These scammers might use tactics to make you feel comfortable talking to them. They may also become agitated and demanding, if you do not do what they are asking you to do. No reputable business will use tactics like this and if any request makes you uncomfortable, immediately stop communication with that party - regardless of any threats of punishment or fines. Once you have ended the call, find a direct contact number through a trusted source - never from the suspicious call or request.
3. Review your recent transactions, monthly statements, and credit report.
Scammers who steal account information will use this information to make fraudulent charges, open new accounts, commit tax fraud, identity theft, or other harmful actions. By reviewing your statements or logging into your account to review recent transactions you can detect unfamiliar activity before it's too late. Look for unknown charges and notify your card issuer or financial institution immediately by using the number on the back of your card or your statement. Some websites and apps also allow you to lock or unlock your card to protect you from future fraudulent charges.
Learn about your options and how to enact them if needed. You are also allowed free copies of your credit report through the major reporting agencies or can sign up for a free account with them to review your credit report to look for unauthorized account creation.
4. Only donate to established charities.
During times of crisis or holidays that evoke emotional responses, scammers will take advantage of the generosity of others. They will build fraudulent websites or social media accounts in an attempt to collect your donations for their own gain.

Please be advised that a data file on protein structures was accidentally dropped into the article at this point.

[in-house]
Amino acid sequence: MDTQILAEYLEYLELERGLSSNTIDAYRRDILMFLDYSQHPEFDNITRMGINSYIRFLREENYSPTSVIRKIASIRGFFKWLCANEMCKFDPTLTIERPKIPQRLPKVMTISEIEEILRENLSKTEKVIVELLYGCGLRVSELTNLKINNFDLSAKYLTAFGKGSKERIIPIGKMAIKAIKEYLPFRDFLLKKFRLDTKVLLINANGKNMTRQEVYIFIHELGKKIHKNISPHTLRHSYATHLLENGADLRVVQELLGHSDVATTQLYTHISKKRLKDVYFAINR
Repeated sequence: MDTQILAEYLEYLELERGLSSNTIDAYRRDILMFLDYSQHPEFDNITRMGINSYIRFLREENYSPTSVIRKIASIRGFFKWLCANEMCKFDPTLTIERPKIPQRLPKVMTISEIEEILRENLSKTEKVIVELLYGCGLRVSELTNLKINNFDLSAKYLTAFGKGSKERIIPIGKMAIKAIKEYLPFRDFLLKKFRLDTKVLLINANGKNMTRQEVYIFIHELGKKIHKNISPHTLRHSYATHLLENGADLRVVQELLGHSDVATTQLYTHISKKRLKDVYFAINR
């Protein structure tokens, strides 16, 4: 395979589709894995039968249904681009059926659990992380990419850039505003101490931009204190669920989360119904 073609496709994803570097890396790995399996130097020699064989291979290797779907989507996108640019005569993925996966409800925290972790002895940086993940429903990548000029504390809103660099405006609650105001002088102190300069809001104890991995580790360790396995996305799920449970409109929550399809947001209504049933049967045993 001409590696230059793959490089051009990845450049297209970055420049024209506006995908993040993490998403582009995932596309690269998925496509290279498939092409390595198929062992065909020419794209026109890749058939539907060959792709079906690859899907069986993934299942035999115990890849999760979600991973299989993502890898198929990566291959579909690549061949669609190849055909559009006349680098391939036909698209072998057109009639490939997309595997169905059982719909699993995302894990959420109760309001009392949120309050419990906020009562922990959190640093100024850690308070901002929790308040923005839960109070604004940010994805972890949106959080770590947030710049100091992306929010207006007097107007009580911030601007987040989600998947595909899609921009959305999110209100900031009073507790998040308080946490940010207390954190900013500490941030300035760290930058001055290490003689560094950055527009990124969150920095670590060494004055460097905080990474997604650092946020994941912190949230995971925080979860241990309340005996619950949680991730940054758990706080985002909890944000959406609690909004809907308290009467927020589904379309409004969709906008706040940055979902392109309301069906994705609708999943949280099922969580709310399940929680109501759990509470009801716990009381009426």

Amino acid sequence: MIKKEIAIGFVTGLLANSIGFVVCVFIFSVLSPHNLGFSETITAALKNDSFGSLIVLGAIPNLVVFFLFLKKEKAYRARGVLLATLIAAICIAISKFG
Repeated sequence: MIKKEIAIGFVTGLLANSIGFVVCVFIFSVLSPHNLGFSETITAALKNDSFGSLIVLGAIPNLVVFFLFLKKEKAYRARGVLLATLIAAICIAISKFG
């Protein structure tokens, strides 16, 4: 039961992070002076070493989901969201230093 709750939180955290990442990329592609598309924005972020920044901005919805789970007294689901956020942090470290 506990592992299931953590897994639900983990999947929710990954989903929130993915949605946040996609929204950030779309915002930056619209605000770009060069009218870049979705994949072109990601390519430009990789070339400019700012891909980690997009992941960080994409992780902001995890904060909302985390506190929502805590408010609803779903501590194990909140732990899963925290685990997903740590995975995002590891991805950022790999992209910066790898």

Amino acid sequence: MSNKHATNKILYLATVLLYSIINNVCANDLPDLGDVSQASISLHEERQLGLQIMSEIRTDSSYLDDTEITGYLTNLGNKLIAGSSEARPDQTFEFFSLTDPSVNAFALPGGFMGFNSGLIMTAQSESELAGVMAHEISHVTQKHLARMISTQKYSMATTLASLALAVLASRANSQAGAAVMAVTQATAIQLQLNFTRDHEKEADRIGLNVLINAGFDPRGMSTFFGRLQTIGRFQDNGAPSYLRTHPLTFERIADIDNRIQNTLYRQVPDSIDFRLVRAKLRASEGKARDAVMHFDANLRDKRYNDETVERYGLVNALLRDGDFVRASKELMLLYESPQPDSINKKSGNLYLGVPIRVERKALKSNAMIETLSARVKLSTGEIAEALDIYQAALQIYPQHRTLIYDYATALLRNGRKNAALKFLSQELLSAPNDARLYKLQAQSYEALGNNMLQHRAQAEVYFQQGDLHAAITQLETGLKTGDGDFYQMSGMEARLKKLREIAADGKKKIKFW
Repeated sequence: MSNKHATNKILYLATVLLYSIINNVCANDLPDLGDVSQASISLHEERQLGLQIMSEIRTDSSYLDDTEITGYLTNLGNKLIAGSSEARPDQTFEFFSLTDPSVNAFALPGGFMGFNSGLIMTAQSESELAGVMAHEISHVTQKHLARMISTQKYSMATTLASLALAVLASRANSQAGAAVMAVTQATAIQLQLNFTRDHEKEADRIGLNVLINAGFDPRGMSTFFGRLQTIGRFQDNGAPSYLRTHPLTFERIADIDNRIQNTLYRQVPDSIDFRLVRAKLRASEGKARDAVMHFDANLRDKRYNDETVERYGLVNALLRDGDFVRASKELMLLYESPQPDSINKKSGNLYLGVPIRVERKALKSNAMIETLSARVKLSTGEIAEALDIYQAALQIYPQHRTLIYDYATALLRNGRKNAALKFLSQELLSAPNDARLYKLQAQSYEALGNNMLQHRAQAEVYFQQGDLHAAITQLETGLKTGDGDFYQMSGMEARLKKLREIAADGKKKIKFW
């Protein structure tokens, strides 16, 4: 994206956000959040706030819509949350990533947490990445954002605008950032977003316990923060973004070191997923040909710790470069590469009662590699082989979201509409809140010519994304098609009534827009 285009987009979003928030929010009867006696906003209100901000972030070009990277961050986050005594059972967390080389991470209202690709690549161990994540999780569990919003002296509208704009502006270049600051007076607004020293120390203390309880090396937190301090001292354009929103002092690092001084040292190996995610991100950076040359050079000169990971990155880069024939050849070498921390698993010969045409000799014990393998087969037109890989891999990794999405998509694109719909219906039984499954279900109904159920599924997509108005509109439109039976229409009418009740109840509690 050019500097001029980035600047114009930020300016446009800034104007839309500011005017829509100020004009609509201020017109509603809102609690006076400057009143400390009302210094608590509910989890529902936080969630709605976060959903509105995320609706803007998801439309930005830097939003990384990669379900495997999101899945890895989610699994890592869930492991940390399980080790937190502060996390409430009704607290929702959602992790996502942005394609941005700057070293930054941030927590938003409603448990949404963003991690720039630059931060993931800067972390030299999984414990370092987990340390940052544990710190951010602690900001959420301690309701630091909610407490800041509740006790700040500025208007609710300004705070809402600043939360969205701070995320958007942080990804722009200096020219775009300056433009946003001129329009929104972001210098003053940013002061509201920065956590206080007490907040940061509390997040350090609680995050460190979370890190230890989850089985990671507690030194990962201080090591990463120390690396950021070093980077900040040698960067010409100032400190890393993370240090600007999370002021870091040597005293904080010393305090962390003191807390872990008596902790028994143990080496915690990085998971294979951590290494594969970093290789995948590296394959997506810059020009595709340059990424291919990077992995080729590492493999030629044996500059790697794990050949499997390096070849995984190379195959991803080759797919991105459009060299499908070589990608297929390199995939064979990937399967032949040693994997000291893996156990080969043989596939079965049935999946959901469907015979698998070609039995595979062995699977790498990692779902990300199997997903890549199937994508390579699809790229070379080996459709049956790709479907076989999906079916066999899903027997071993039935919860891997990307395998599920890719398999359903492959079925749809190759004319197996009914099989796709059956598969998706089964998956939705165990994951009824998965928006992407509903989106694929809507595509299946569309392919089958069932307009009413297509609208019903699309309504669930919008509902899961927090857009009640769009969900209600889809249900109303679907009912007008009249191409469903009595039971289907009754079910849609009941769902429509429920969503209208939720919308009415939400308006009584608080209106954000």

Review charitable organizations before donating by using Charity Navigator to ensure your donation will be utilized in the proper way.
Find additional tips to donate safely at https://www.ftc.gov/charityfraud
5. Never take risks when it comes to your health.
Health related scams can promise amazing results or heavily discounted prices. Ensure anything you are taking has been reviewed by your doctor. Discussing claims of treatment, side-effects, or risks is an essential part of any decision regarding your health.
Also, always ensure you are purchasing prescriptions from licensed US pharmacies. Purchases from discounted providers online or out of the country could result in you receiving fake, expired, mislabeled, or inaccurate dosages - which all can be dangerous to your health.
Research your insurance company and options before you sign up or pay for any premiums. The health insurance industry can be overwhelming and scammers take advantage of these frustrations and can provide minimal care or not even be a valid company capable of processing claims.
Learn more about health-related scams at https://www.ftc.gov/healthscams
6. A "Sure Thing" doesn't exist when investing in potential.
Being pitched a low-risk, high-return investment opportunity by someone you’re not familiar with is an immediate warning sign. These offers will insist on you acting now, will promise big profits, assure you that you will have little or no financial risk, or demand you send cash immediately. Social media can be especially tempting when you are being presented with an offer from someone you think you know while scrolling your feed. If you are contacted for one of these investment opportunities - immediately report them at https://reportfraud.ftc.gov
7. Be cautious when asked to pay a fee for something before the service is provided.